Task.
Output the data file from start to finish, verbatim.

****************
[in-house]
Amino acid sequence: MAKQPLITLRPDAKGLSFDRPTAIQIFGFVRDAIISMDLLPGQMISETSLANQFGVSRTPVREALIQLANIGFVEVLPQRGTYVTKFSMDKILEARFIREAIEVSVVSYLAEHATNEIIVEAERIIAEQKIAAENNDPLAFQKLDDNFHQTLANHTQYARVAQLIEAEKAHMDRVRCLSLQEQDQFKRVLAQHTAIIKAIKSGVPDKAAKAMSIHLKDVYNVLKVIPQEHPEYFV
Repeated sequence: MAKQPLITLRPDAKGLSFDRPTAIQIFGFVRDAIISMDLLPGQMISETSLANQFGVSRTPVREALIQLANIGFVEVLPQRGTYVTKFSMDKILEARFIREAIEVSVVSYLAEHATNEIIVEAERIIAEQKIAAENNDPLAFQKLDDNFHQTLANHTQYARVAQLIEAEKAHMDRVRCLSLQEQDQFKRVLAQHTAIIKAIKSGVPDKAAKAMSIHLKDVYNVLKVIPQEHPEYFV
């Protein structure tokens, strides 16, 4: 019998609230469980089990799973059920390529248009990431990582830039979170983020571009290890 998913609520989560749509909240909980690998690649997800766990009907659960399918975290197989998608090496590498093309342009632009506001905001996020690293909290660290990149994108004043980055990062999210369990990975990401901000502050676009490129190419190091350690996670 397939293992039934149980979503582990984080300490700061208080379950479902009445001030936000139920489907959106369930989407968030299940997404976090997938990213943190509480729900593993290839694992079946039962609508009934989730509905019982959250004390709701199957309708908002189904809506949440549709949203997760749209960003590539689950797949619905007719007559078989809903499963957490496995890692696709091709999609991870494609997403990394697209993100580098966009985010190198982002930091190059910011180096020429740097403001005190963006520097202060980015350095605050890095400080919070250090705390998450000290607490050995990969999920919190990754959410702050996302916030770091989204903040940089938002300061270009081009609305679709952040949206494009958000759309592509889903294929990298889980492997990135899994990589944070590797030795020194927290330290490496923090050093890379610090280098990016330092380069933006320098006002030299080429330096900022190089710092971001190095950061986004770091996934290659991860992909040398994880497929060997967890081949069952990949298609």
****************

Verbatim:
[in-house]
Amino acid sequence: MAKQPLITLRPDAKGLSFDRPTAIQIFGFVRDAIISMDLLPGQMISETSLANQFGVSRTPVREALIQLANIGFVEVLPQRGTYVTKFSMDKILEARFIREAIEVSVVSYLAEHATNEIIVEAERIIAEQKIAAENNDPLAFQKLDDNFHQTLANHTQYARVAQLIEAEKAHMDRVRCLSLQEQDQFKRVLAQHTAIIKAIKSGVPDKAAKAMSIHLKDVYNVLKVIPQEHPEYFV
Repeated sequence: MAKQPLITLRPDAKGLSFDRPTAIQIFGFVRDAIISMDLLPGQMISETSLANQFGVSRTPVREALIQLANIGFVEVLPQRGTYVTKFSMDKILEARFIREAIEVSVVSYLAEHATNEIIVEAERIIAEQKIAAENNDPLAFQKLDDNFHQTLANHTQYARVAQLIEAEKAHMDRVRCLSLQEQDQFKRVLAQHTAIIKAIKSGVPDKAAKAMSIHLKDVYNVLKVIPQEHPEYFV
């Protein structure tokens, strides 16, 4: 019998609230469980089990799973059920390529248009990431990582830039979170983020571009290890 998913609520989560749509909240909980690998690649997800766990009907659960399918975290197989998608090496590498093309342009632009506001905001996020690293909290660290990149994108004043980055990062999210369990990975990401901000502050676009490129190419190091350690996670 397939293992039934149980979503582990984080300490700061208080379950479902009445001030936000139920489907959106369930989407968030299940997404976090997938990213943190509480729900593993290839694992079946039962609508009934989730509905019982959250004390709701199957309708908002189904809506949440549709949203997760749209960003590539689950797949619905007719007559078989809903499963957490496995890692696709091709999609991870494609997403990394697209993100580098966009985010190198982002930091190059910011180096020429740097403001005190963006520097202060980015350095605050890095400080919070250090705390998450000290607490050995990969999920919190990754959410702050996302916030770091989204903040940089938002300061270009081009609305679709952040949206494009958000759309592509889903294929990298889980492997990135899994990589944070590797030795020194927290330290490496923090050093890379610090280098990016330092380069933006320098006002030299080429330096900022190089710092971001190095950061986004770091996934290659991860992909040398994880497929060997967890081949069952990949298609």